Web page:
Let’s begin. Still yourself on the inside and the outside before God. Open yourself up to God’s love and rest there for a moment, soaking in it. (pause) Now place your hand on your heart and silently ask the Holy Spirit to show you the moment from this weekend for which you are most grateful. If you could relive one moment, which one would it be? (pause) Silently talk to God, or write to God, about that moment: what made it special? What was it like to be in that moment? (pause) Breathe in your gratitude to God for that moment and let it feed you again. (pause) Think: what did you learn about yourself in this? Again, talk to God about this or write about it. (pause) If we had more time, I would have you get into groups of two or three and talk about this, but we don’t, so I encourage you to seek out someone during the day and discuss this.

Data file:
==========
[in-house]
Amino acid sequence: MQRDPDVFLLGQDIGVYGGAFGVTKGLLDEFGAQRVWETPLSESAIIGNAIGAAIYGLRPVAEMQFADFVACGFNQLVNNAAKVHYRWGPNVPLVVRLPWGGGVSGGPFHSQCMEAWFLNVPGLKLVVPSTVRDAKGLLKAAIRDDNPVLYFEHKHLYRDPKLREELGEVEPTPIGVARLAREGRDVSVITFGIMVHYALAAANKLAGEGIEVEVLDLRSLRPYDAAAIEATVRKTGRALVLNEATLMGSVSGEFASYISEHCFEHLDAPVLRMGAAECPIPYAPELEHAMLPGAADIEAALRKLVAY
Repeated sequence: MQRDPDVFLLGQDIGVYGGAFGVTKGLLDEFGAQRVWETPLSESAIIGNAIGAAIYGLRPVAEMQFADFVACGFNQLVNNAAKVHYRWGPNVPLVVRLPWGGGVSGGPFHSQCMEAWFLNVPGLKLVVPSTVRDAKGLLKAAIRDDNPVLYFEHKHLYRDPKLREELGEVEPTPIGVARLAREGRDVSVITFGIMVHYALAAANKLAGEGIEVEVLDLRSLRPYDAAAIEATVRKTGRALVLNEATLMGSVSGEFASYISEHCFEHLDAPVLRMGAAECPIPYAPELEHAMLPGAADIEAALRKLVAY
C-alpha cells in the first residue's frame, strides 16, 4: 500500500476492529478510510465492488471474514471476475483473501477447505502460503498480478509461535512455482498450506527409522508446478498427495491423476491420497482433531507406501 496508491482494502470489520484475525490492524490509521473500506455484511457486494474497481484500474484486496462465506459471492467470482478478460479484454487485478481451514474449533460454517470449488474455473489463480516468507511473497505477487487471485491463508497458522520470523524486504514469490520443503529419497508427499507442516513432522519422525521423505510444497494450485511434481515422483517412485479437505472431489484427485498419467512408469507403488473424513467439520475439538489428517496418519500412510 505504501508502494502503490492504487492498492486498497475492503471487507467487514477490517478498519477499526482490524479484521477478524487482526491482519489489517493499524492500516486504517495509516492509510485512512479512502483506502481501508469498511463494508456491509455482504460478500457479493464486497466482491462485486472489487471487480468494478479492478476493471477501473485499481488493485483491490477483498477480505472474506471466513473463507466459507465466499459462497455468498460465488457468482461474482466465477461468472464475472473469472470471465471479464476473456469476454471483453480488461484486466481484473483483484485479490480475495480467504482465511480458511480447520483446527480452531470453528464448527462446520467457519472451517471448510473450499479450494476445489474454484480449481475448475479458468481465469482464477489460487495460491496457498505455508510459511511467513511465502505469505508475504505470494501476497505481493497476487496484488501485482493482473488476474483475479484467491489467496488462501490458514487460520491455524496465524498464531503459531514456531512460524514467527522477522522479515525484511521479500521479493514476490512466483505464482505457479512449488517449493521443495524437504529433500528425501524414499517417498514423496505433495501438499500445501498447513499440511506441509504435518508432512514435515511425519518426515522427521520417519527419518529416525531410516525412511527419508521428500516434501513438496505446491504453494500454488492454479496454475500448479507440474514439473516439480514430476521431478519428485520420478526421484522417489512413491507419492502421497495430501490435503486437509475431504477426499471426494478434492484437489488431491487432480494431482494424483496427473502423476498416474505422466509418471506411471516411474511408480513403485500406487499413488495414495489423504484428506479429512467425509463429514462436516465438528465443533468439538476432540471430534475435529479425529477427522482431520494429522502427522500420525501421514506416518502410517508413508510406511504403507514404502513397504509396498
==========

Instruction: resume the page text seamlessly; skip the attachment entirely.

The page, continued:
Now we’ll try the flip side of this exercise. Let’s quiet ourselves down and refocus our attention on God. Breathe in God’s presence, open yourself up to God’s love again. (pause) Open your palms and ask the Holy Spirit to show you the moment from this weekend for which you are least grateful. When were you least able to give and receive love? (pause) What made that moment difficult? Be with your feelings; don’t try to change them or clean them up; offer them up to God. Talk or write to God about this. (pause) Where was God in that difficult moment? Thank God that he is always with you and ready to listen to you. (pause) If this moved you, or gave you a new insight, I encourage you to find someone appropriate to share it with later today.